Teva’s sales of its generic carvedilol product (generic equivalent to GSK’s Coreg®) induce infringement of GSK’s U.S. Patent RE40,000. This is round two, Teva again being found to induce infringement, following a prior ruling in October 2020.
This latest ruling followed Teva’s request for panel rehearing following the October 2020 ruling that found essentially the same. In the earlier ruling, sales of Teva’s generic product was found to induce infringement of the ’000 patent despite Teva ostensibly carving out the infringing use of treating congestive heart failure (CHF). In response to Teva’s request for rehearing, the Court vacated its October 2020 ruling and withdrew the opinion. The earlier ruling drew much interest, as did this latest one, with amici contending it “lacked clarity” about when approved uses are carved out of an approved label.
The background of this case has many twists and turns, but the crux of this most recent ruling, the Court cited substantial record evidence that supported the jury’s verdict that the patent was not invalid and infringed. This included the partial (and full) generic labels, Teva advertising, corporate website information, and witness testimony. Notably, GSK’s expert relied on one of the not-carved-out uses to prove that the claim elements of the carved-out use were met. The Federal Circuit reversed a grant of JMOL by Chief Judge Stark of the District of Delaware because substantial evidence supported the jury’s verdict of induced infringement.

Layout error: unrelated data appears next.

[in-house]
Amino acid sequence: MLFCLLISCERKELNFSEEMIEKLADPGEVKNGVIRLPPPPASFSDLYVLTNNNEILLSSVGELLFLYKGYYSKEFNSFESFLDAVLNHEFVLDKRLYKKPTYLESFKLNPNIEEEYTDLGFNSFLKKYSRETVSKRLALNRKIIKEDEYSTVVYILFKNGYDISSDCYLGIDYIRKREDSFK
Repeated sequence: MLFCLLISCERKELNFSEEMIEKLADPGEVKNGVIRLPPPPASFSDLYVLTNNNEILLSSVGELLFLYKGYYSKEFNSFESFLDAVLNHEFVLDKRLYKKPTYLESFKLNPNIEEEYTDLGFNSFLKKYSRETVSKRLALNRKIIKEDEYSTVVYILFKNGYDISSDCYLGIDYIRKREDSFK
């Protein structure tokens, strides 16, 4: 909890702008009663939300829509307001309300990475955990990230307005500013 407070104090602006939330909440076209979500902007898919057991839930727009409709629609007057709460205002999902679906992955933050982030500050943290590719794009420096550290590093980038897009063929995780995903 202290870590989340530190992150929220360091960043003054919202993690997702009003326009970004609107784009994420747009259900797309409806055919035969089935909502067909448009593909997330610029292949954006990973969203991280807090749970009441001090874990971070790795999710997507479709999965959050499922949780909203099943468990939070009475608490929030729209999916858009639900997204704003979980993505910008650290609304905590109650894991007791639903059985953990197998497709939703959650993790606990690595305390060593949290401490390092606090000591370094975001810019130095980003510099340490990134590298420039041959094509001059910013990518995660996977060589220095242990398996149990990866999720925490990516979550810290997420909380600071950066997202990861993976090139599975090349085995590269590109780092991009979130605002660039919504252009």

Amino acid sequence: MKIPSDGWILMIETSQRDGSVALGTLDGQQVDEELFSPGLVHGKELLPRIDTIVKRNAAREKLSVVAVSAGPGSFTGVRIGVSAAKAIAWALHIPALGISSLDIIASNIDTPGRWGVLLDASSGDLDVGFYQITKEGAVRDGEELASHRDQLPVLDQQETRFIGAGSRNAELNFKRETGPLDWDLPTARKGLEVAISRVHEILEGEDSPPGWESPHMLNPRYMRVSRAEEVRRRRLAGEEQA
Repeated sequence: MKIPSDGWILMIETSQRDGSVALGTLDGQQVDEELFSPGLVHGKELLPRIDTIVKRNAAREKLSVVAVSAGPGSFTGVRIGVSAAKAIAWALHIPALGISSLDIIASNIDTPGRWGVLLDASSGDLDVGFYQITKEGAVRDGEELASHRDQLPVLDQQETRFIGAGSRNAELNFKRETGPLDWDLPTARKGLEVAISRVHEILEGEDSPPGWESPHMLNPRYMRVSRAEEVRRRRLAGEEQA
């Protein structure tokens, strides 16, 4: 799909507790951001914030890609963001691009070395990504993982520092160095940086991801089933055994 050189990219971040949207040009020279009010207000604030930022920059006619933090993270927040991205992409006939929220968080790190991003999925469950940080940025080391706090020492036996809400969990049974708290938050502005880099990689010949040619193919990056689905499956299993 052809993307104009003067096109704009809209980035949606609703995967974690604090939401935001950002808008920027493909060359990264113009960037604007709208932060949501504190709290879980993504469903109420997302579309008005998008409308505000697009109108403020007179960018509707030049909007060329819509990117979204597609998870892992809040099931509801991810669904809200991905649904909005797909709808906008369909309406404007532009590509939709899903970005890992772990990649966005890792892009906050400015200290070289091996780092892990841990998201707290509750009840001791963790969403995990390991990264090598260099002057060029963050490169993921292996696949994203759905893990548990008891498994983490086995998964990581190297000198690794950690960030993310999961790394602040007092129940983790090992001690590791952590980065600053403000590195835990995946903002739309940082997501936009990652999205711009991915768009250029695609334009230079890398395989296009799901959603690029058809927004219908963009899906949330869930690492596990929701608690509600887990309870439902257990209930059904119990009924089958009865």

One key takeaway here is that a generic drug manufacturer must craft a carve out carefully; in other words – it must actually carve out the use. And the generic label should be clear. While a full analysis of the carve out here is beyond the scope of this comment, submission of a section viii statement must be carefully done.
Another key takeaway, the generic must be mindful of its overt corporate conduct, including its advertising, website content, catalogs, and acts of its employees, such that these things cannot be construed as encouraging, recommending or promoting infringement (i.e., inducing).
Contrary to the fears of many, however, the Federal Circuit did not find or suggest that a true section viii carve-out constitutes evidence of inducement. Though there is more to come from this contest, including the equitable estoppel defense raised by Teva.
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 GlaxoSmithKline LLC v. Teva Pharmaceuticals USA, Inc., 2021 U.S. App. LEXIS 23173, ___ F.4th ___, (Fed. Cir., Aug. 5, 2021) (reversing district grant of JMOL of no inducement and remanding for further proceedings). GSK v Teva 08-05-2021 Fed Cir
 GlaxoSmithKline LLC v. Teva Pharmaceuticals USA, Inc., 976 F.3d 1347 (Fed. Cir. 2020) vacated and withdrawn.
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